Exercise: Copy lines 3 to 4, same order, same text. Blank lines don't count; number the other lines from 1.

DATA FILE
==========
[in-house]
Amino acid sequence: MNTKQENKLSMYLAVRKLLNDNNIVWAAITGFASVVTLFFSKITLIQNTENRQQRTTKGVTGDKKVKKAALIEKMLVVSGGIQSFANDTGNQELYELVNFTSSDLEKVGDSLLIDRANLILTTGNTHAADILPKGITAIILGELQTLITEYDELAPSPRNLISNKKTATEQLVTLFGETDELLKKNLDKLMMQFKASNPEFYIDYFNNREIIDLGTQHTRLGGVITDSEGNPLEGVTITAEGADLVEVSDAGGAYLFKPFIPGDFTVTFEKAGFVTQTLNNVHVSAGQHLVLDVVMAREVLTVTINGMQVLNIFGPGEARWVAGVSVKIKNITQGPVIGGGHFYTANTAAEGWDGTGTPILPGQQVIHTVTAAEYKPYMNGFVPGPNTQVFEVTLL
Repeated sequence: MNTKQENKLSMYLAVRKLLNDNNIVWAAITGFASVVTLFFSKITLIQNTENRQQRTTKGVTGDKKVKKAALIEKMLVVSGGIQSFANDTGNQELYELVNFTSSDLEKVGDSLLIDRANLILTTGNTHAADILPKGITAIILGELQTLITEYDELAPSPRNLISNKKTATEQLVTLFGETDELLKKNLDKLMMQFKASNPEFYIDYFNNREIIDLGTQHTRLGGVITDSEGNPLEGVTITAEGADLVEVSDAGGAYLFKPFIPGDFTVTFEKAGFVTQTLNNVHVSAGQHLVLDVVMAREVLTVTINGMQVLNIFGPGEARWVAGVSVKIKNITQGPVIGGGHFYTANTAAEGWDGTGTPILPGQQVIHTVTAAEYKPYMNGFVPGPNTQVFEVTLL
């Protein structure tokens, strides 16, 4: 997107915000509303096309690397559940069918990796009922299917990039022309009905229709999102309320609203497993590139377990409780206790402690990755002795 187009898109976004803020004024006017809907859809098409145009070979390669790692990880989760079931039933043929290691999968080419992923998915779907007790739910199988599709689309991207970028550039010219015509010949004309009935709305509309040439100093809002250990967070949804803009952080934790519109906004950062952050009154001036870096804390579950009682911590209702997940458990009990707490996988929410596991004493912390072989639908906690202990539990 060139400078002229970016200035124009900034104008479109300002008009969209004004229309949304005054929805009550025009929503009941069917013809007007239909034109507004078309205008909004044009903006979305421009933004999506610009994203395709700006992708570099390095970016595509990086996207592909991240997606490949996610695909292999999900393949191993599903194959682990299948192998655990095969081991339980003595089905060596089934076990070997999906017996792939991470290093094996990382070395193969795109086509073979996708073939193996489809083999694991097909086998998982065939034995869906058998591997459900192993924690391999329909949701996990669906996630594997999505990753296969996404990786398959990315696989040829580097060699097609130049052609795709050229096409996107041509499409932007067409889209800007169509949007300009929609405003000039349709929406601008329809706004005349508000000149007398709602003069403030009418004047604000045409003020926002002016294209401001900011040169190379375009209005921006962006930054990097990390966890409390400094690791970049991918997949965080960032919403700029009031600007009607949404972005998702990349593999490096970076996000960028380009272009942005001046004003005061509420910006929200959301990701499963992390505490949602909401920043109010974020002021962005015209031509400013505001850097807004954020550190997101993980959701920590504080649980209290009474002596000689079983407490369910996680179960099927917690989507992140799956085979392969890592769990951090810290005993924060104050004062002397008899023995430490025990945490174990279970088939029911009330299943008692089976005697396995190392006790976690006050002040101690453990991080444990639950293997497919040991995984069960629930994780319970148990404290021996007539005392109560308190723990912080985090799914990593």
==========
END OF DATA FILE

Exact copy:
Repeated sequence: MNTKQENKLSMYLAVRKLLNDNNIVWAAITGFASVVTLFFSKITLIQNTENRQQRTTKGVTGDKKVKKAALIEKMLVVSGGIQSFANDTGNQELYELVNFTSSDLEKVGDSLLIDRANLILTTGNTHAADILPKGITAIILGELQTLITEYDELAPSPRNLISNKKTATEQLVTLFGETDELLKKNLDKLMMQFKASNPEFYIDYFNNREIIDLGTQHTRLGGVITDSEGNPLEGVTITAEGADLVEVSDAGGAYLFKPFIPGDFTVTFEKAGFVTQTLNNVHVSAGQHLVLDVVMAREVLTVTINGMQVLNIFGPGEARWVAGVSVKIKNITQGPVIGGGHFYTANTAAEGWDGTGTPILPGQQVIHTVTAAEYKPYMNGFVPGPNTQVFEVTLL
């Protein structure tokens, strides 16, 4: 997107915000509303096309690397559940069918990796009922299917990039022309009905229709999102309320609203497993590139377990409780206790402690990755002795 187009898109976004803020004024006017809907859809098409145009070979390669790692990880989760079931039933043929290691999968080419992923998915779907007790739910199988599709689309991207970028550039010219015509010949004309009935709305509309040439100093809002250990967070949804803009952080934790519109906004950062952050009154001036870096804390579950009682911590209702997940458990009990707490996988929410596991004493912390072989639908906690202990539990 060139400078002229970016200035124009900034104008479109300002008009969209004004229309949304005054929805009550025009929503009941069917013809007007239909034109507004078309205008909004044009903006979305421009933004999506610009994203395709700006992708570099390095970016595509990086996207592909991240997606490949996610695909292999999900393949191993599903194959682990299948192998655990095969081991339980003595089905060596089934076990070997999906017996792939991470290093094996990382070395193969795109086509073979996708073939193996489809083999694991097909086998998982065939034995869906058998591997459900192993924690391999329909949701996990669906996630594997999505990753296969996404990786398959990315696989040829580097060699097609130049052609795709050229096409996107041509499409932007067409889209800007169509949007300009929609405003000039349709929406601008329809706004005349508000000149007398709602003069403030009418004047604000045409003020926002002016294209401001900011040169190379375009209005921006962006930054990097990390966890409390400094690791970049991918997949965080960032919403700029009031600007009607949404972005998702990349593999490096970076996000960028380009272009942005001046004003005061509420910006929200959301990701499963992390505490949602909401920043109010974020002021962005015209031509400013505001850097807004954020550190997101993980959701920590504080649980209290009474002596000689079983407490369910996680179960099927917690989507992140799956085979392969890592769990951090810290005993924060104050004062002397008899023995430490025990945490174990279970088939029911009330299943008692089976005697396995190392006790976690006050002040101690453990991080444990639950293997497919040991995984069960629930994780319970148990404290021996007539005392109560308190723990912080985090799914990593």